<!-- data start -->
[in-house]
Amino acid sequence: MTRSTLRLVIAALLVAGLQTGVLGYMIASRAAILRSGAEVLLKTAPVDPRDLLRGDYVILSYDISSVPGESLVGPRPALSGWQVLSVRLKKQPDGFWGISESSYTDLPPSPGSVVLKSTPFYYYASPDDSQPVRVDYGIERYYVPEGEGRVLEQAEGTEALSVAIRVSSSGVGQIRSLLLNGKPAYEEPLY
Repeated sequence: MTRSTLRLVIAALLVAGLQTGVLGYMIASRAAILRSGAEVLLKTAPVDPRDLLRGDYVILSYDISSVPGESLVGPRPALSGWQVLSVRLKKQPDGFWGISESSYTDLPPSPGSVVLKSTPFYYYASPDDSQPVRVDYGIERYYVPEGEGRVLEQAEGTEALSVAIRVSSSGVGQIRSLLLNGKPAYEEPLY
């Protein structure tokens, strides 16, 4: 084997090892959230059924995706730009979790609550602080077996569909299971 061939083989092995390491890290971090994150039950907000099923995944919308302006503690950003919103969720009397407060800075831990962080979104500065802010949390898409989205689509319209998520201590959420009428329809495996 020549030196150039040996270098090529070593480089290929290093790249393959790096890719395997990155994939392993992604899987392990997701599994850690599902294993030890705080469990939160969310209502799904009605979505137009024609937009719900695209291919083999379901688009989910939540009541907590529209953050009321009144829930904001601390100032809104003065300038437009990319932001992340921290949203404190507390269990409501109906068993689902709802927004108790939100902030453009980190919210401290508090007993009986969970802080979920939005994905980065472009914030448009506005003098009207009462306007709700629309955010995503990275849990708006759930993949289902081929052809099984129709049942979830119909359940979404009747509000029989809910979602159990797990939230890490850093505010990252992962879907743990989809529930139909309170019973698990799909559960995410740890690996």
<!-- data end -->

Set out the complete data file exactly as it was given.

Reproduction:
[in-house]
Amino acid sequence: MTRSTLRLVIAALLVAGLQTGVLGYMIASRAAILRSGAEVLLKTAPVDPRDLLRGDYVILSYDISSVPGESLVGPRPALSGWQVLSVRLKKQPDGFWGISESSYTDLPPSPGSVVLKSTPFYYYASPDDSQPVRVDYGIERYYVPEGEGRVLEQAEGTEALSVAIRVSSSGVGQIRSLLLNGKPAYEEPLY
Repeated sequence: MTRSTLRLVIAALLVAGLQTGVLGYMIASRAAILRSGAEVLLKTAPVDPRDLLRGDYVILSYDISSVPGESLVGPRPALSGWQVLSVRLKKQPDGFWGISESSYTDLPPSPGSVVLKSTPFYYYASPDDSQPVRVDYGIERYYVPEGEGRVLEQAEGTEALSVAIRVSSSGVGQIRSLLLNGKPAYEEPLY
């Protein structure tokens, strides 16, 4: 084997090892959230059924995706730009979790609550602080077996569909299971 061939083989092995390491890290971090994150039950907000099923995944919308302006503690950003919103969720009397407060800075831990962080979104500065802010949390898409989205689509319209998520201590959420009428329809495996 020549030196150039040996270098090529070593480089290929290093790249393959790096890719395997990155994939392993992604899987392990997701599994850690599902294993030890705080469990939160969310209502799904009605979505137009024609937009719900695209291919083999379901688009989910939540009541907590529209953050009321009144829930904001601390100032809104003065300038437009990319932001992340921290949203404190507390269990409501109906068993689902709802927004108790939100902030453009980190919210401290508090007993009986969970802080979920939005994905980065472009914030448009506005003098009207009462306007709700629309955010995503990275849990708006759930993949289902081929052809099984129709049942979830119909359940979404009747509000029989809910979602159990797990939230890490850093505010990252992962879907743990989809529930139909309170019973698990799909559960995410740890690996």